Eric also has some things to say about what can be done to bring Vladimir Putin to heel, and they deserve heeding — especially because he knows whereof he speaks when he talks about military matters in particular.
I would merely add that it would not take much effort on our part to bring down the Russian economy. The place is a banana republic, or — to be more precise — a petrodollar paradise. Call the Russian bluff. Batten down the hatches and bring oil and gas to Europe from other sources this Spring, and the ruble will crash and Russia fall apart. Seventy-five percent of its exports have to do with energy.
Polls show that seventy percent of the citizens of Russia oppose Putin’s intervention in the Crimea now. If the Russians do not export their oil and gas, they will have next to nothing to eat — and that will not sit well with the Russian people.
Moreover, the place is a kleptocracy: run by and for a handful of oligarchs who profit from exploiting for their own benefit the resources that rightly belong to their fellow citizens, and they stash their loot abroad. Freeze all assets owned abroad by Russian nationals, and his fellow oligarchs will be calling for Putin’s scalp.
Let me add that Putin himself has billions and billions stashed abroad. I am told by a Russian expert here at Stanford that he may be the world’s wealthiest man, and we know under whose name his stolen riches are hidden. Remember: we read their mail.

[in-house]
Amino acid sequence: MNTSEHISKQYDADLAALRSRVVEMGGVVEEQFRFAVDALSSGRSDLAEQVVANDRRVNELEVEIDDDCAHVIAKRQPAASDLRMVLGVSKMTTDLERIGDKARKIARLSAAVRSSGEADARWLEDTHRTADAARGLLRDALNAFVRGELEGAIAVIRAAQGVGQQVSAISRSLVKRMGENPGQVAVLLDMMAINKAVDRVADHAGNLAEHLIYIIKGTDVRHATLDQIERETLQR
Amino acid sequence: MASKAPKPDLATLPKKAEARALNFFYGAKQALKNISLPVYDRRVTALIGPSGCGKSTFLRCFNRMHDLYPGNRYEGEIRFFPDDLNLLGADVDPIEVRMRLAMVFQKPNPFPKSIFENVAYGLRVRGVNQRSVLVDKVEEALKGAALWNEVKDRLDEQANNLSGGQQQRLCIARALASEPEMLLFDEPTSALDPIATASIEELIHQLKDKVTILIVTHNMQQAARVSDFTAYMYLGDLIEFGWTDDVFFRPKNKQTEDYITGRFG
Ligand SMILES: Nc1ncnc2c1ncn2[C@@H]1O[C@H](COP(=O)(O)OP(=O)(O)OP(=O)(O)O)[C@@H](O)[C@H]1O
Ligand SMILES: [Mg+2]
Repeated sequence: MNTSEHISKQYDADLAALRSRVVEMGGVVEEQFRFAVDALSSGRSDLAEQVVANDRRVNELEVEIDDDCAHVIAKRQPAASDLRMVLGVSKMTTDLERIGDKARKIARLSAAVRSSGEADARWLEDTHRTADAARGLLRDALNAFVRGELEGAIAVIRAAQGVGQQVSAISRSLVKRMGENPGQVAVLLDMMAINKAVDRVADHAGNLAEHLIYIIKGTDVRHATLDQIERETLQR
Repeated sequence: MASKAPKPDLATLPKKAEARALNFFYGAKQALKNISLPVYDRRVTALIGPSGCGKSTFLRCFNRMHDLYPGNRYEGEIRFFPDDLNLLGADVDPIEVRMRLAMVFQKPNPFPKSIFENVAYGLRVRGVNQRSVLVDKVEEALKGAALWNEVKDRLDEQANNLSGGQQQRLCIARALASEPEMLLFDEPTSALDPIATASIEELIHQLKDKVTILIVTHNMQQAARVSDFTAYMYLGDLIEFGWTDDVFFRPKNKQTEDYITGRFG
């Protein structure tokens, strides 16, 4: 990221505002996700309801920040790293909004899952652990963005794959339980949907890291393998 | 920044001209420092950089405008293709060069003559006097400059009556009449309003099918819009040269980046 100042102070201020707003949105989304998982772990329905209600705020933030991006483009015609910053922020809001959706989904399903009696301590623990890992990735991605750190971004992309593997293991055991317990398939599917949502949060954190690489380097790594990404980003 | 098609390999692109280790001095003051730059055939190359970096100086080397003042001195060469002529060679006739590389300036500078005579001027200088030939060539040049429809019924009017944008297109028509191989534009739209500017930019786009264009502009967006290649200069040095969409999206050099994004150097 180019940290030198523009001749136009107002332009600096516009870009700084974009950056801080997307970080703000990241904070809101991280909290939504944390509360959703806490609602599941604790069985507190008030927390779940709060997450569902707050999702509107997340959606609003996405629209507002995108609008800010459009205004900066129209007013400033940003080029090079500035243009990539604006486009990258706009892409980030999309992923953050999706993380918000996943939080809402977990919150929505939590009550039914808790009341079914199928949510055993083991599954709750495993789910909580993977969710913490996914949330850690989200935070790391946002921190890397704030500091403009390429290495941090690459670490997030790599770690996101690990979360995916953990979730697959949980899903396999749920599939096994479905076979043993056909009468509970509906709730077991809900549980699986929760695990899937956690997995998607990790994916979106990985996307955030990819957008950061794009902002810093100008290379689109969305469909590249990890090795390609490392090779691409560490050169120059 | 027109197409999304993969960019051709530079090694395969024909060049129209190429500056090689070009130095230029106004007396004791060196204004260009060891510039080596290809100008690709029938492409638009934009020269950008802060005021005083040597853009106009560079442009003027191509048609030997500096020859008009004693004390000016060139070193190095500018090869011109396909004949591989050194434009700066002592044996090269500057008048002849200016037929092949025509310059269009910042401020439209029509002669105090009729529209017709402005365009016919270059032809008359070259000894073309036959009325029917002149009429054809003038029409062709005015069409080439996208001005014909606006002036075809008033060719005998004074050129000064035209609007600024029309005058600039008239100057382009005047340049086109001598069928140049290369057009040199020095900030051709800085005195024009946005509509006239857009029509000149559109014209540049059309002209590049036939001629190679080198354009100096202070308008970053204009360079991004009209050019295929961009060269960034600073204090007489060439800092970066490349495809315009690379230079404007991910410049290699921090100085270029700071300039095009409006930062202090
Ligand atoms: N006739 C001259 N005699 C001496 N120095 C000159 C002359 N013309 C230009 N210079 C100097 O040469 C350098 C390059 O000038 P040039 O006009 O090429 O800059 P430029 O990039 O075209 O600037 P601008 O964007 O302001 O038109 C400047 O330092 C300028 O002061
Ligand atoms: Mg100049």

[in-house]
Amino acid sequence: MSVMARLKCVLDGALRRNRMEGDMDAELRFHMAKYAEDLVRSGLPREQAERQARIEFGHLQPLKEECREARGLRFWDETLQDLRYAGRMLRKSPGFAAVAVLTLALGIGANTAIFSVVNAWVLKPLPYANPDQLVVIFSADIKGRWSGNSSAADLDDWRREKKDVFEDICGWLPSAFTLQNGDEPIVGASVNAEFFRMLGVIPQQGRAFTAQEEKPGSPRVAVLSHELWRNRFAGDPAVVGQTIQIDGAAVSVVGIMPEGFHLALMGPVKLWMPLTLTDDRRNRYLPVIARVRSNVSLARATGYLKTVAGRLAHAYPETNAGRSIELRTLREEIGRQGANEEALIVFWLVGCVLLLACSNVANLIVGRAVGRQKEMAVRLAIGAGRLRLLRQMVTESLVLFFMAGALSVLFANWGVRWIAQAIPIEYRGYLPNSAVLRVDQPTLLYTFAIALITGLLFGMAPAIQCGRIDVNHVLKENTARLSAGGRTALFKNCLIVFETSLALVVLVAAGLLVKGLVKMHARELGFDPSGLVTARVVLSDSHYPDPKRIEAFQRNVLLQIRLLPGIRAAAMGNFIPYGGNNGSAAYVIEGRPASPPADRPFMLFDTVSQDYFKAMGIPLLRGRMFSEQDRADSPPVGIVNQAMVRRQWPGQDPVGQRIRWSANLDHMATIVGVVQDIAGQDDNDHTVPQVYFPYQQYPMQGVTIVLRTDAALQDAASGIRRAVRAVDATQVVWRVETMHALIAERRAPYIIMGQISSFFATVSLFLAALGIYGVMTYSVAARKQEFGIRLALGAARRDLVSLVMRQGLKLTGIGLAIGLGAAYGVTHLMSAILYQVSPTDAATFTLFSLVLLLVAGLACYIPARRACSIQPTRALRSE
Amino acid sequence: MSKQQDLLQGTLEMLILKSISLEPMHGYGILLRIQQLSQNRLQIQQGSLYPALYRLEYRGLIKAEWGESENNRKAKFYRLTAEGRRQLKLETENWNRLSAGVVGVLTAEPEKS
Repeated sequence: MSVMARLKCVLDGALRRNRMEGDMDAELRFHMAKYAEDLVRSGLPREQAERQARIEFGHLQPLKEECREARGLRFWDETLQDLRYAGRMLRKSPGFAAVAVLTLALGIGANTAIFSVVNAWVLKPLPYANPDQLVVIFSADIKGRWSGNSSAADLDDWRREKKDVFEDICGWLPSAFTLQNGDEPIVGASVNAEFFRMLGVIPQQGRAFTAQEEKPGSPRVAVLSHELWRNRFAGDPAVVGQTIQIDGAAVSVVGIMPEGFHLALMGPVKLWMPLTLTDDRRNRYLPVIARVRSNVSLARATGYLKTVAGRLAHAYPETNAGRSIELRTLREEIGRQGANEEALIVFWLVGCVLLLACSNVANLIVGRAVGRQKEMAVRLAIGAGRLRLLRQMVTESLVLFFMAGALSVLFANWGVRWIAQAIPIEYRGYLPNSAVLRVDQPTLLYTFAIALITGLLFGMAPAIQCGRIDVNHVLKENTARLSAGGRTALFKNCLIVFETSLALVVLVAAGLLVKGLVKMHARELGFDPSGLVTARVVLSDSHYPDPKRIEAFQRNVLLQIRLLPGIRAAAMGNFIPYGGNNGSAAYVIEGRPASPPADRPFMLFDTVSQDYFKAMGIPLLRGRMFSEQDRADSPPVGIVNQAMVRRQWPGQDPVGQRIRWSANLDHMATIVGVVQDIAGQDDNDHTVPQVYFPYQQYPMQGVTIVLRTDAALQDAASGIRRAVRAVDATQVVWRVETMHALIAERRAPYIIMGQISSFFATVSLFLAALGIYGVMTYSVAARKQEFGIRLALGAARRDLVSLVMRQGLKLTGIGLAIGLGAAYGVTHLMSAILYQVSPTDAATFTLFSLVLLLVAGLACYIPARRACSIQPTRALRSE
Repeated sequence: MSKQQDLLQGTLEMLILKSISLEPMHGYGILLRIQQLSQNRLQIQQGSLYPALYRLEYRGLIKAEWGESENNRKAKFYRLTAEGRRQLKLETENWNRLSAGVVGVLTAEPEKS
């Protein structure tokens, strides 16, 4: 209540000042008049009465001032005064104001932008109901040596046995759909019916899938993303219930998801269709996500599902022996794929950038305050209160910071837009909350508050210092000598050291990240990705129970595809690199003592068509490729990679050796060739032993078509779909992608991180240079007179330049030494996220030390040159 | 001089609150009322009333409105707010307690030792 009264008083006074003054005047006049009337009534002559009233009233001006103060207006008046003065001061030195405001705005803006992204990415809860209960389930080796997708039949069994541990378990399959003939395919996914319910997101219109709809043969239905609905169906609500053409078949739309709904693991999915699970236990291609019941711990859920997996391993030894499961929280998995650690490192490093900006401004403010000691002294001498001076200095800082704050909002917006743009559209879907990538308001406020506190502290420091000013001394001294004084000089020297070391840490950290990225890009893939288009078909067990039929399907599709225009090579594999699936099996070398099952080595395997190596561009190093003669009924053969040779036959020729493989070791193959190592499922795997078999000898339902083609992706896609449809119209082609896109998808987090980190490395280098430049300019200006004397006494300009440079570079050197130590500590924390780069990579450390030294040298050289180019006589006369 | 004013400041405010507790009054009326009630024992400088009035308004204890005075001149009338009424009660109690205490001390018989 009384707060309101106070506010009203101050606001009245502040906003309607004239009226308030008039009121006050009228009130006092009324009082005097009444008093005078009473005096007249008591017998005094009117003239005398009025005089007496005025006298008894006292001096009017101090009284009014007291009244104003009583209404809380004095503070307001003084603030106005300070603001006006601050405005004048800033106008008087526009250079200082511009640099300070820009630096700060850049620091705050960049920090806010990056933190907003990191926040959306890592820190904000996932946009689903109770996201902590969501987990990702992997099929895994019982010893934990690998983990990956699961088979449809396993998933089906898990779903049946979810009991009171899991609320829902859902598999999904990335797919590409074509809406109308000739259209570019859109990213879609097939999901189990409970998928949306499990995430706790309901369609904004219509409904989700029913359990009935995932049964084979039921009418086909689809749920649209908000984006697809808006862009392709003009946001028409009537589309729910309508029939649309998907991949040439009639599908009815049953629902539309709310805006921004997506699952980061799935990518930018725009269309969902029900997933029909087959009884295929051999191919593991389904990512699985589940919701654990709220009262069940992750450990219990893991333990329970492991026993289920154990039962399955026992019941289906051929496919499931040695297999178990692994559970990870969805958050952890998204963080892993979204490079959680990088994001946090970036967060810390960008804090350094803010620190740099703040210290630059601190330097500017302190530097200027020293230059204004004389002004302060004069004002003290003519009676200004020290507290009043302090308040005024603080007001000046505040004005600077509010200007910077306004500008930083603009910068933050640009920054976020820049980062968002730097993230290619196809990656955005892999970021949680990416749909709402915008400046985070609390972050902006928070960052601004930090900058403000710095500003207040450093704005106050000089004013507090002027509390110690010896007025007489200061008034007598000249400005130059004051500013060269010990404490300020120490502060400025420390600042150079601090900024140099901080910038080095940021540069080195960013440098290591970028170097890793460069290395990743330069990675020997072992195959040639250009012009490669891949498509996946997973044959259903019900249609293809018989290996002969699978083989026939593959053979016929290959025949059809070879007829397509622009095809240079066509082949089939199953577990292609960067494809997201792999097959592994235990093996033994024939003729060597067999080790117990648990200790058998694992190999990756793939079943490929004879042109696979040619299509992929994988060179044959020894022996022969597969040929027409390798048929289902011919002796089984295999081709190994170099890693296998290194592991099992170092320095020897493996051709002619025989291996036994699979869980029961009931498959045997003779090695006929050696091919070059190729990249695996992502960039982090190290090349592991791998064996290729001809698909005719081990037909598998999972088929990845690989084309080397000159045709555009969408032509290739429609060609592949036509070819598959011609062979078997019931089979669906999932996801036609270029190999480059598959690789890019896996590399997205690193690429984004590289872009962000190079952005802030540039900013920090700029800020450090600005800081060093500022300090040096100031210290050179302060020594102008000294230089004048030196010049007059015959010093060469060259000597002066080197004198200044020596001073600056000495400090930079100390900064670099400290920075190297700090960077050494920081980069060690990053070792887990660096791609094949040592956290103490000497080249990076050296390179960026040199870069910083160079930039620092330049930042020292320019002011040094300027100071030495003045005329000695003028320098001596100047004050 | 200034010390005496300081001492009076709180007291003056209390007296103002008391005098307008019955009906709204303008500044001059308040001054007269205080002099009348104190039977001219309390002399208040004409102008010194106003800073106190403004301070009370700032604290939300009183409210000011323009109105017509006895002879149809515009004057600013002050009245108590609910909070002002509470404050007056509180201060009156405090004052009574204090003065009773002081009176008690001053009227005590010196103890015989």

The coup that Putin is trying to pull off is predicated on the presumption that we and our allies in Europe are so weak-kneed that we will acquiesce. There is one thing that you can be certain of. If we do acquiesce, this will not be Vladimir Putin’s “last territorial demand in Europe.”
There is this to be said in defense of Neville Chamberlain. Hitler made such a promise at the time he signed the Munich Agreement, and Chamberlain believed it. Putin has said nothing of the kind.
To acquiesce is to risk losing everything that we gained in World War II and the Cold War. Ron Paul, Rand Paul (I suspect), and the Cato Institute notwithstanding, our long-term well-being depends upon there being a tolerably reliable international order relatively free from thuggery and open to trade. This does not mean that we have to be deeply concerned with every bit of foolishness that goes on. It does not mean that we have to be the world’s policeman. But when a power possessing nuclear arms runs amok and begins seizing territory from its neighbors, we have to act.
Isolationism made sense in the 19th century when we could rely on the British to support such an order. It made no sense in the 1920s and the 1930s as we learned the hard way in 1941, and it makes no sense now.
I am not suggesting that there is any need for histrionics. Nor do I think that we need to put boots on the ground. We simply need to use the economic levers at our disposal. In situations like this one, the less that statesmen posture the better. Talk softly, and wield a big stick with vigor and cunning. That should be our policy.